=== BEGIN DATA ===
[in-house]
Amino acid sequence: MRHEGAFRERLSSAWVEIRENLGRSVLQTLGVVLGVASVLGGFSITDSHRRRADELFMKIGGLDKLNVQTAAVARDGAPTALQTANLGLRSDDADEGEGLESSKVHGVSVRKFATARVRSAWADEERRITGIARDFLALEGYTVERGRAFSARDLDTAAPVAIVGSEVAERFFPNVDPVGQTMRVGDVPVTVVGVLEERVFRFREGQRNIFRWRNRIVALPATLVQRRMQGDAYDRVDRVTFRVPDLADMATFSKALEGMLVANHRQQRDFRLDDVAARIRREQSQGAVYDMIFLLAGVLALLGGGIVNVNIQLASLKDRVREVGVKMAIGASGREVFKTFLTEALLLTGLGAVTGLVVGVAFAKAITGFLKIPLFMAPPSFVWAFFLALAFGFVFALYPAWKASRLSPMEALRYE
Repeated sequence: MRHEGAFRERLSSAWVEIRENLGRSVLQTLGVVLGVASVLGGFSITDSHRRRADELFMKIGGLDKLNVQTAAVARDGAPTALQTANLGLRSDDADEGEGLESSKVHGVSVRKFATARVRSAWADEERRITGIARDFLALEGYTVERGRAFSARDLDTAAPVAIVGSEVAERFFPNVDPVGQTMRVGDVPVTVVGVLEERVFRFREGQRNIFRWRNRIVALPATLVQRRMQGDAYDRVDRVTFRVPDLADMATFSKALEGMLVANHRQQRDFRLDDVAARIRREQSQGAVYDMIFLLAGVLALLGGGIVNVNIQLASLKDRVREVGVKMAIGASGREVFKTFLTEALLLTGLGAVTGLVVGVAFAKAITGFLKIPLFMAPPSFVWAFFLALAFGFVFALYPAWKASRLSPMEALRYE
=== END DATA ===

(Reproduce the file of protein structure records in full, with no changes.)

[in-house]
Amino acid sequence: MRHEGAFRERLSSAWVEIRENLGRSVLQTLGVVLGVASVLGGFSITDSHRRRADELFMKIGGLDKLNVQTAAVARDGAPTALQTANLGLRSDDADEGEGLESSKVHGVSVRKFATARVRSAWADEERRITGIARDFLALEGYTVERGRAFSARDLDTAAPVAIVGSEVAERFFPNVDPVGQTMRVGDVPVTVVGVLEERVFRFREGQRNIFRWRNRIVALPATLVQRRMQGDAYDRVDRVTFRVPDLADMATFSKALEGMLVANHRQQRDFRLDDVAARIRREQSQGAVYDMIFLLAGVLALLGGGIVNVNIQLASLKDRVREVGVKMAIGASGREVFKTFLTEALLLTGLGAVTGLVVGVAFAKAITGFLKIPLFMAPPSFVWAFFLALAFGFVFALYPAWKASRLSPMEALRYE
Repeated sequence: MRHEGAFRERLSSAWVEIRENLGRSVLQTLGVVLGVASVLGGFSITDSHRRRADELFMKIGGLDKLNVQTAAVARDGAPTALQTANLGLRSDDADEGEGLESSKVHGVSVRKFATARVRSAWADEERRITGIARDFLALEGYTVERGRAFSARDLDTAAPVAIVGSEVAERFFPNVDPVGQTMRVGDVPVTVVGVLEERVFRFREGQRNIFRWRNRIVALPATLVQRRMQGDAYDRVDRVTFRVPDLADMATFSKALEGMLVANHRQQRDFRLDDVAARIRREQSQGAVYDMIFLLAGVLALLGGGIVNVNIQLASLKDRVREVGVKMAIGASGREVFKTFLTEALLLTGLGAVTGLVVGVAFAKAITGFLKIPLFMAPPSFVWAFFLALAFGFVFALYPAWKASRLSPMEALRYE